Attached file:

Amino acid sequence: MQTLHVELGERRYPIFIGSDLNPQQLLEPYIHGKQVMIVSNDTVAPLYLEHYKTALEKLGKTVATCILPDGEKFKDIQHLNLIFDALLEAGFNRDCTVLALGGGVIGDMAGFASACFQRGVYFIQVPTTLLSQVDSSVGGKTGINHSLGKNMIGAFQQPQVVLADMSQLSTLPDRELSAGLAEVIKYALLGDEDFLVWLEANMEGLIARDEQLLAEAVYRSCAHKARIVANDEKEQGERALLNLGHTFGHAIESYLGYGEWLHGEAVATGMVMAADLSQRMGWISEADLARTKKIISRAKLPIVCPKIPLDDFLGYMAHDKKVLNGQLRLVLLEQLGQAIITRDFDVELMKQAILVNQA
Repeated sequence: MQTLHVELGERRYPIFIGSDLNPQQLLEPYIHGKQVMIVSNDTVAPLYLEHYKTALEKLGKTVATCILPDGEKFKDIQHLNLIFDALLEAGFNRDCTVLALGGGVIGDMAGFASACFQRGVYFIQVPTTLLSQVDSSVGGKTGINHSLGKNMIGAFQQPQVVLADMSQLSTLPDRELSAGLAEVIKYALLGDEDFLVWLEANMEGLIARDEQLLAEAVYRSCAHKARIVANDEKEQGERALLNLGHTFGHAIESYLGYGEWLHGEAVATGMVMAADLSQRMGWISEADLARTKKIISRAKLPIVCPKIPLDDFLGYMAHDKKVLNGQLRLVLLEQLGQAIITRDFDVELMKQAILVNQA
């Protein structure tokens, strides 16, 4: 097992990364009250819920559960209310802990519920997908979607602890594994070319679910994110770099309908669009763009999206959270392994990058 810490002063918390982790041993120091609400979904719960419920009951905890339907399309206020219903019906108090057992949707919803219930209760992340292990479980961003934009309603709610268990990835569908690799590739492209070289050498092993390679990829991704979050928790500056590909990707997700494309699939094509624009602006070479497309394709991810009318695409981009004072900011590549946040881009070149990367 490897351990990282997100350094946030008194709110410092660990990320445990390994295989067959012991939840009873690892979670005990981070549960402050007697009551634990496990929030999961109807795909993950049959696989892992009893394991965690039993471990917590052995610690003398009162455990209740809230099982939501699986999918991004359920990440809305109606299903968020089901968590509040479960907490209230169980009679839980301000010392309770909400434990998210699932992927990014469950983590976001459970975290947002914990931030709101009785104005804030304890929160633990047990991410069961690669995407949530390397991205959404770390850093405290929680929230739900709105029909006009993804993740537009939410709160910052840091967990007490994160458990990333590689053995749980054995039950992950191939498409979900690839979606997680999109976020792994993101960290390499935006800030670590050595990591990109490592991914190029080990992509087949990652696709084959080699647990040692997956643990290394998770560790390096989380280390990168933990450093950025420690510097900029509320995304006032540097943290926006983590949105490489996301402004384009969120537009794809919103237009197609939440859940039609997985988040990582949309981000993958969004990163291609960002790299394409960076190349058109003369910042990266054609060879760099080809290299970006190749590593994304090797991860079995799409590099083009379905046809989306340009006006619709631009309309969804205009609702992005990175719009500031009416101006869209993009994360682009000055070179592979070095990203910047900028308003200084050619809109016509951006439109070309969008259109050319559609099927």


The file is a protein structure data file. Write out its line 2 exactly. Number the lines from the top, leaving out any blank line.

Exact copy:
Repeated sequence: MQTLHVELGERRYPIFIGSDLNPQQLLEPYIHGKQVMIVSNDTVAPLYLEHYKTALEKLGKTVATCILPDGEKFKDIQHLNLIFDALLEAGFNRDCTVLALGGGVIGDMAGFASACFQRGVYFIQVPTTLLSQVDSSVGGKTGINHSLGKNMIGAFQQPQVVLADMSQLSTLPDRELSAGLAEVIKYALLGDEDFLVWLEANMEGLIARDEQLLAEAVYRSCAHKARIVANDEKEQGERALLNLGHTFGHAIESYLGYGEWLHGEAVATGMVMAADLSQRMGWISEADLARTKKIISRAKLPIVCPKIPLDDFLGYMAHDKKVLNGQLRLVLLEQLGQAIITRDFDVELMKQAILVNQA